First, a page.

“The Box” by Julie Tuovi

Today 

My darling daughter, 

It’s been nearly five years. And yet, I find myself—standing here on the eve of your birth—in complete shock that yet another year has flown by. The precious baby you once were slipping even farther into memory. Leaving me both sad, aching for your smallness, and happy, too. In awe. At the beautiful stroke of color your life has left on the page of our existence.

I allow myself to imagine. 

To dream. 

Write.

About the parts of your story that haven’t been written.

One of your favorite chapters is the one of your birth. You love to hear how the wise and kind Dr. P. found out your heart wasn’t well. You sit on the edge of your seat, as we tell you how Mommy was rushed to the hospital. How they tried to keep you inside me just a little longer, but couldn’t. Your small face screwing with compassion, when I tell you how scared Daddy and I both were. But your favorite part—the chapter you ask us to tell again and again—is when the anesthesiologist leaned over to whisper in my ear, the two most beautiful words I’d ever heard: “She’s here.”

“She’s here?” I’d gasped in disbelief, and you, sweet girl, answered. Your small, underdeveloped lungs drawing breath, filling the room with your tiny, mouse cry. Declaring to the world that, yes, you were here to stay.

Can I tell you a secret, my love? It’s one of my favorite parts, too.

All this time you tried to tell us. Prepare us. Remind us. That we’d go to sleep one night and wake up the next morning to find you’d aged another year. And now it’s here and I am not ready, but cannot stop it. 

So tonight, I will put you to sleep and give you a kiss, knowing that tomorrow I will wake and greet you in a new era. It’s the end of one chapter, but the beginning of another. An adventure that has yet to be written. 

Just over the turn of a new year. 

–Mommy

Day 1 

My darling daughter,

Today, you were born. Early—much too early—but your heart wasn’t beating right, so the doctor unearthed you from my body. Tiny and pink. Into the light of this big, terrifying world. Your small whimpers nearly drowned out by the beeps of so many machines meant to keep you alive.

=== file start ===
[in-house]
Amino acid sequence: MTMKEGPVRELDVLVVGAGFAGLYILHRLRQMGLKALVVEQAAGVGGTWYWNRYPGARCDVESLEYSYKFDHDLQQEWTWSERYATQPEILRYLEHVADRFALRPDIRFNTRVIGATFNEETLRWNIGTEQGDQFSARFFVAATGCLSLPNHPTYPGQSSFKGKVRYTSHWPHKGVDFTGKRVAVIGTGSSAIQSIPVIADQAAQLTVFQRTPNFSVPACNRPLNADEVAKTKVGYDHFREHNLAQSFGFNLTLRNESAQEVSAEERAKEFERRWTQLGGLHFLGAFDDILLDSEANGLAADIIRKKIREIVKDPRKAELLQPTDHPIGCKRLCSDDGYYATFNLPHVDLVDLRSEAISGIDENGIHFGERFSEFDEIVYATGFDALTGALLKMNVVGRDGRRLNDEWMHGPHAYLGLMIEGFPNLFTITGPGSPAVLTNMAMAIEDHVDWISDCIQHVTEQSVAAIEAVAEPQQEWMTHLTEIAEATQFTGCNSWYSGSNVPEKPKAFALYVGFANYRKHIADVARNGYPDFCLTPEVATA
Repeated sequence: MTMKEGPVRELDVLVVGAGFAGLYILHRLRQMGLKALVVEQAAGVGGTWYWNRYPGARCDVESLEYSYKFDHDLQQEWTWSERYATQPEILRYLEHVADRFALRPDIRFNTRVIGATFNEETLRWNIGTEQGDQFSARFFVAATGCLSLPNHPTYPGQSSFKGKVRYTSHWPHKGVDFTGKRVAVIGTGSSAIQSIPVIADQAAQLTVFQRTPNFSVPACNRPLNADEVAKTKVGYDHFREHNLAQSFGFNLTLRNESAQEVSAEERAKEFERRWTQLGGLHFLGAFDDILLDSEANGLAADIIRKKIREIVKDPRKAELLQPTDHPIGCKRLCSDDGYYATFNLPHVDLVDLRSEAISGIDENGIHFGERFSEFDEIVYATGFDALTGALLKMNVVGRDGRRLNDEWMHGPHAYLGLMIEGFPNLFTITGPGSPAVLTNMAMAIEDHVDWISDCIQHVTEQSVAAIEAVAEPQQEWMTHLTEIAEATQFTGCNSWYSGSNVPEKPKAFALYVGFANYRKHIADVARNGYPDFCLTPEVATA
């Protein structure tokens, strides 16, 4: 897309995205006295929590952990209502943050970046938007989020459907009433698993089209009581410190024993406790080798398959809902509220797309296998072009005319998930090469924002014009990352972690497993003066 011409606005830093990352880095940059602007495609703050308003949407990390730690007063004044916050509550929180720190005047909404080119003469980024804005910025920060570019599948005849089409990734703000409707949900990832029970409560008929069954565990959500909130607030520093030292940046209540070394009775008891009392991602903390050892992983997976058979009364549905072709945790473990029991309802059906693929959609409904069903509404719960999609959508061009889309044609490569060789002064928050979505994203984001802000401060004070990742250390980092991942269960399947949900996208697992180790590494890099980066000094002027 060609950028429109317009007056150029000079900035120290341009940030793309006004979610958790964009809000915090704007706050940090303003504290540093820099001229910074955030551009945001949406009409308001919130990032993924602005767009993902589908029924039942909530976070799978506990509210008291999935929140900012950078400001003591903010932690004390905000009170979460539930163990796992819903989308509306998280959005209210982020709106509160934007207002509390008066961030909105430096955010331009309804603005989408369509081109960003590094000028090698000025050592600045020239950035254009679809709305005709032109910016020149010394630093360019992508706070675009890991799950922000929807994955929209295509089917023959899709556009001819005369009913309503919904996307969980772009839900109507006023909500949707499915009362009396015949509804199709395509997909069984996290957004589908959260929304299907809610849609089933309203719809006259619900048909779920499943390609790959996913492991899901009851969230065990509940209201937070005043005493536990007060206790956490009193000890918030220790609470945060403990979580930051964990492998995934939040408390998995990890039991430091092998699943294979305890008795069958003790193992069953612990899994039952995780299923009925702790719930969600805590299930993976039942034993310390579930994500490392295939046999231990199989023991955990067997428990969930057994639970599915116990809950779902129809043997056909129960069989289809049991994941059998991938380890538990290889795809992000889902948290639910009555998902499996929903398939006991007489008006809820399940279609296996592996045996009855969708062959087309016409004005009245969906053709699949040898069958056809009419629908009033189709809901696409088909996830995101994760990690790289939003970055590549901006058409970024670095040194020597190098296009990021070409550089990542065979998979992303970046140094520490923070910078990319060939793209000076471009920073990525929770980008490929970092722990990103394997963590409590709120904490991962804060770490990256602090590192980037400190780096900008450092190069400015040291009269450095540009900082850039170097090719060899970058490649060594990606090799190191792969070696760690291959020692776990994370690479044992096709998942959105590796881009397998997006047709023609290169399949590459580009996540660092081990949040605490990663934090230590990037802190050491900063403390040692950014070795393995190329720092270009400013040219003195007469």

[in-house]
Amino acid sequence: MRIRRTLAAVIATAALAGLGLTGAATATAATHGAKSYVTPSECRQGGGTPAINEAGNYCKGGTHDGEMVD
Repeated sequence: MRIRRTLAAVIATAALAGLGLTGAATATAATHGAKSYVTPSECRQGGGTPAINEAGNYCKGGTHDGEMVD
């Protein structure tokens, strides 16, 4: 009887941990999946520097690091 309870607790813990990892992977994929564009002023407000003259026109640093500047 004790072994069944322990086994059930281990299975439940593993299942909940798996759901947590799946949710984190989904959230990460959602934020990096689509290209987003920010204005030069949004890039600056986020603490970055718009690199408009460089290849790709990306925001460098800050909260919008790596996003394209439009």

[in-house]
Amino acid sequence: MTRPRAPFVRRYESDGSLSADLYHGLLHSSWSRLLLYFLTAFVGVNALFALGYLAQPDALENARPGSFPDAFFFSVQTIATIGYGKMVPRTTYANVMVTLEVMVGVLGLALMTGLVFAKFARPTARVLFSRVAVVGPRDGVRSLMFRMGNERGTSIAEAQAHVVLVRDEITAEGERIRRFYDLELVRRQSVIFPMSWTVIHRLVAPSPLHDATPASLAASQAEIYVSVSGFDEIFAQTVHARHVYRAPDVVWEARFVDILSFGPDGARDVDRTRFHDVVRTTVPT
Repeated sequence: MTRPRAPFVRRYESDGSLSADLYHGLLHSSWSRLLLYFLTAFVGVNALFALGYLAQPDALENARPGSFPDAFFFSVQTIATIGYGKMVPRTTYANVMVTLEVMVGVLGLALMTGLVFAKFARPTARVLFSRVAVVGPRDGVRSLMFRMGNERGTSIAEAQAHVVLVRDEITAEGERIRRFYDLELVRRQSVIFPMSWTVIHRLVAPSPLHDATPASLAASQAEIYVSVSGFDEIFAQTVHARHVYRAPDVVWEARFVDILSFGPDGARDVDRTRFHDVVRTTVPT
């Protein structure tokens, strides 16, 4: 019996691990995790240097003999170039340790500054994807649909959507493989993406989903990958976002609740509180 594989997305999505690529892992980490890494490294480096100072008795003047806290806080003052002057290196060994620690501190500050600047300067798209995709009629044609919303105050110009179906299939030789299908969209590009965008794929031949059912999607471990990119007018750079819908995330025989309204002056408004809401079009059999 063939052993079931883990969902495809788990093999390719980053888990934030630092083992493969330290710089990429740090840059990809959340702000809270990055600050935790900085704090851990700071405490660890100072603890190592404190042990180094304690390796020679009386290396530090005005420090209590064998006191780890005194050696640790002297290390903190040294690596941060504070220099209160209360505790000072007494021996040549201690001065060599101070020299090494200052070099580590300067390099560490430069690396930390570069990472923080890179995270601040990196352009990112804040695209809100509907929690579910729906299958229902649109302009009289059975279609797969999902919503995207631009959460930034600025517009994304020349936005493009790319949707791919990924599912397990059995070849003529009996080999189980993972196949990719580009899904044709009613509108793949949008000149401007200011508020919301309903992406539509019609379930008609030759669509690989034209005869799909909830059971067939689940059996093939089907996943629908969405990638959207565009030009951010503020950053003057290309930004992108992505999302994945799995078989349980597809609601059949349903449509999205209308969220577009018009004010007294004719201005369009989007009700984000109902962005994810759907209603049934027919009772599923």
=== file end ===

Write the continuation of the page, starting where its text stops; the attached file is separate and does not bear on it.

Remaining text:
I was not prepared for this. 

For the noise and chaos and fanfare of your entrance, yes, but more than that, I was not prepared for this. The breathtaking force of my love. How one small presence, colliding into mine, could shift the entire landscape. The whole world undone and remade within the span of a single flutter inside your chest. 

I wasn’t always sure I wanted to be a mother, little one. And now?

I cannot think of anything else. 

There is so much I want to teach you. I dream about the things we will do together, imagining the life we will have—you, daddy, and I—as I sit here, watching you sleep. Bathed in the glow of your glass cocoon. A box that is bursting with wires all coiling toward your body. And it’s funny, I think … 

My heart isn’t beating right anymore, either.

–Mommy

Today 

My darling daughter,

You cannot imagine how lucky you are to have the father you do. 

I still remember the first time I set eyes on him. That moment, locked in my memory like a polaroid. Of him, lanky, tall, and handsome, his skin golden brown from a summer spent working beneath the California sun. In my head, he’s carving his longboard through the center of a gaggle of girls congregated in the dorm parking lot.  A mischievous grin spread across his face as they squealed at his passing.


He stood out like that, your dad. Always laughing, joking, smiling. Singing “Moulin Rouge” with reckless abandon, and only telling me he loved me after a reckless dive down a too-steep hill on a too-fast sled knocked it out of his head, resulting in a concussion. He was the man who held my gaze and didn’t look away—waiting for the real me—whenever he asked how I was. Because while everyone else might have been satisfied with a generic “fine, thanks,” he really, truly wanted to know, and wasn’t afraid to wait.

I wasn’t always the easiest to love, but your father never ran. He stayed. Steady and true. Holding my hand and my heart through all the loops and dips and mostly up-side-down moments of our fledgling relationship. Gripped tight to the future he imagined for us.